I'd love a "boutique community" but after the up front cost, who could afford the symphony ticket?
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Old 12-28-2014, 03:37 AM
 
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After watching my motherinlaw at her senior complex, the most important part is having enough people around to find a few that can become friends.

Also a community that "cares" about the residents happiness and not just health or money.
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Old 12-28-2014, 04:07 AM
 
10,392 posts, read 9,397,617 times
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Quote:
Originally Posted by luv4horses View Post
This article recently appeared http://www.nytimes.com/2014/12/27/yo...nded.html?_r=0 presenting the idea of boutique style retirement communities based on certain characteristics or histories of their clients. What do you think? Are they sustainable? Financially reliable?

One question I have is what happens to the huge up front fees that are paid. Where do they go and who babysits them? They do sound rather enticing if you could find one with your sort of like-minded elders. Big money, though.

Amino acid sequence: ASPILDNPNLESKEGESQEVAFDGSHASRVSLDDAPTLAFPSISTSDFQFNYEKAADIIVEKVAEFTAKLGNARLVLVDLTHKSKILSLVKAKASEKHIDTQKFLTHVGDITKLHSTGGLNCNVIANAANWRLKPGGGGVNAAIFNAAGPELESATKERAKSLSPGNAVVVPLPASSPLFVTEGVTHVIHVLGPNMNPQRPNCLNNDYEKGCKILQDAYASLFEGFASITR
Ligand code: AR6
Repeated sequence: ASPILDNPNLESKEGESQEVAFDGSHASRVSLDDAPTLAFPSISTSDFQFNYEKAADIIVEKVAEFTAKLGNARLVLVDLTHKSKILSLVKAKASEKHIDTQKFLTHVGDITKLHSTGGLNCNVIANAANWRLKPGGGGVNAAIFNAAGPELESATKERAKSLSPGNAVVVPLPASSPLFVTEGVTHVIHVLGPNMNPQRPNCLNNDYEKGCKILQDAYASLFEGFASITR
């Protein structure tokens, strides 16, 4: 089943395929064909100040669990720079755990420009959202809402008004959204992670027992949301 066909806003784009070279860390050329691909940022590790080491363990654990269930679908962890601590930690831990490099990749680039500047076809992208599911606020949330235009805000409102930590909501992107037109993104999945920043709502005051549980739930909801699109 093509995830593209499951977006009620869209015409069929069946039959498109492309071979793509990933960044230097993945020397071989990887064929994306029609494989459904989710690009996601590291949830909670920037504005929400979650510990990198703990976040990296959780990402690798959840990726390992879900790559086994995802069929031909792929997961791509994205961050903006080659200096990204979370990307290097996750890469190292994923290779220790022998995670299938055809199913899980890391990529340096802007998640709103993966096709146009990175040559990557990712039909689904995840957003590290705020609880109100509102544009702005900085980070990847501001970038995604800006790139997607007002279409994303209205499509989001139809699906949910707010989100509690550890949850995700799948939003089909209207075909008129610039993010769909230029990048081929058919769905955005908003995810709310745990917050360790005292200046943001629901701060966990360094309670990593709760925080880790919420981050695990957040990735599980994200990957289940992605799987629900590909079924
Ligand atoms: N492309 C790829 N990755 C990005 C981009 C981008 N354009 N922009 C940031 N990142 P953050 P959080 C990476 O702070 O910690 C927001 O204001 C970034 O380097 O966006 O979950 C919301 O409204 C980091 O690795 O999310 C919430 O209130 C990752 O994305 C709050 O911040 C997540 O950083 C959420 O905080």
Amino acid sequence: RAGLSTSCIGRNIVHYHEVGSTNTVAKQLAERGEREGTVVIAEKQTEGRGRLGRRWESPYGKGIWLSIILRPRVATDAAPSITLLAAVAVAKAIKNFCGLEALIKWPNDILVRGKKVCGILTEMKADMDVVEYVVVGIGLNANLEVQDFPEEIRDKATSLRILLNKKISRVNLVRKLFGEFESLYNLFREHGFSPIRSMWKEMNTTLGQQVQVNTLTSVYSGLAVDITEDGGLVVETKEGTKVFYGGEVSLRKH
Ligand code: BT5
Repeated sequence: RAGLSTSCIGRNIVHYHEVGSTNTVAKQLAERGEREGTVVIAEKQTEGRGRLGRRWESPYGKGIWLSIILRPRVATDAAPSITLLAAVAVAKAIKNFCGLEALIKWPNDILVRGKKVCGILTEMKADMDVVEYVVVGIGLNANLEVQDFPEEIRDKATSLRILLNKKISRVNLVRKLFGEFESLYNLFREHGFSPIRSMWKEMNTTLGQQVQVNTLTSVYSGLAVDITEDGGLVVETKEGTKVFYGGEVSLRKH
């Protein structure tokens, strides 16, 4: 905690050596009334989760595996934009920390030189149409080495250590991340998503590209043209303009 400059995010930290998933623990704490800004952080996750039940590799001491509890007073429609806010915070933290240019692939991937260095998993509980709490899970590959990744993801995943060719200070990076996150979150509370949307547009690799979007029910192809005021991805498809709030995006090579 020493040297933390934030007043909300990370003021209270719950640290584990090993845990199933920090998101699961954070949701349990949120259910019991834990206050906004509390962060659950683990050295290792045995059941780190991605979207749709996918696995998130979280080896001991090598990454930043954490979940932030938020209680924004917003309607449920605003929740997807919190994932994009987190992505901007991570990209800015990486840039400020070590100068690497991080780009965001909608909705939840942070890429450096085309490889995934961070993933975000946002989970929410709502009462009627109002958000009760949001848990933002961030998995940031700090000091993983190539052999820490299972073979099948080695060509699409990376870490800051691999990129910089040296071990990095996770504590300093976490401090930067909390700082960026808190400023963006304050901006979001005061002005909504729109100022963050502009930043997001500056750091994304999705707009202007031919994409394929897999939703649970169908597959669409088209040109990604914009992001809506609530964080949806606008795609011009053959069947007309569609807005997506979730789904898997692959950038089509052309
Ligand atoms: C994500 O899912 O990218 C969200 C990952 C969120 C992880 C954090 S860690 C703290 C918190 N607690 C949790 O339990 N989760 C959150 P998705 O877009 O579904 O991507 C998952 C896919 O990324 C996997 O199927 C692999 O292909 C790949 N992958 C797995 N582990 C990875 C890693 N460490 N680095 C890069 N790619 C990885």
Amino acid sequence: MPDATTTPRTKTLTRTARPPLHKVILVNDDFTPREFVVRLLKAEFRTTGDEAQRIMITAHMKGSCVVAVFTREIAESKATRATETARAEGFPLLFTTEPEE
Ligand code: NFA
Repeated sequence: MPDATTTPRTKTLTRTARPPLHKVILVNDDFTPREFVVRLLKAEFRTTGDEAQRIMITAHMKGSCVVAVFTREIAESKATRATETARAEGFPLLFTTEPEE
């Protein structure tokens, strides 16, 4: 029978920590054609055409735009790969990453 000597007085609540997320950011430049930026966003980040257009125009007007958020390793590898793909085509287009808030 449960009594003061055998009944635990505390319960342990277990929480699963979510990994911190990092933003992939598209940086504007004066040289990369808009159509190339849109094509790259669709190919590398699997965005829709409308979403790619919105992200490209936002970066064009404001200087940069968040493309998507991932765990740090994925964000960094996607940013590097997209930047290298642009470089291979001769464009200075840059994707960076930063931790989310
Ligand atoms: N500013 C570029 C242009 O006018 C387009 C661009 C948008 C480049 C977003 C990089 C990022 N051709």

Interesting question about the 6 figures paid upfront required to move in, and then the high monthly rent on top of that. Yesterday I talked with a lady who managers a senior complex and we discussed communities that require the buy-in fee. She informed me to be very, very careful about those communities because the majority are the same as a time-share and the only way you'd ever get your money returned (without interest of course), or for your survivors to get a refund, is when a new resident purchases your 'share'.

Plus, she said there was a buy-in complex in her town but it went bankrupt and everyone lost their buy-in money.
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Old 12-28-2014, 06:03 AM
 
2,694 posts, read 2,209,899 times
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Quote:
Originally Posted by jazzcat22 View Post
I love classical music, Escort Rider, but I'm not sure that would be me the niche I would go for since I also love jazz and rock....and I learned the hard way with my father-in-law (also a classical music lover) that just this mutual interest doesn't make for a good relationship. He was not a nice person in many ways.

One of my most important interests/lifestyle preferences is eating a whole foods plant-based diet. There are very few retirement communities that could cater to this diet. Seventh Day Adventist communities/facilities would be an option....but I'm definitely not a SDA! There are a few Indian facilities that offer vegetarian diets, but I'm not Indian.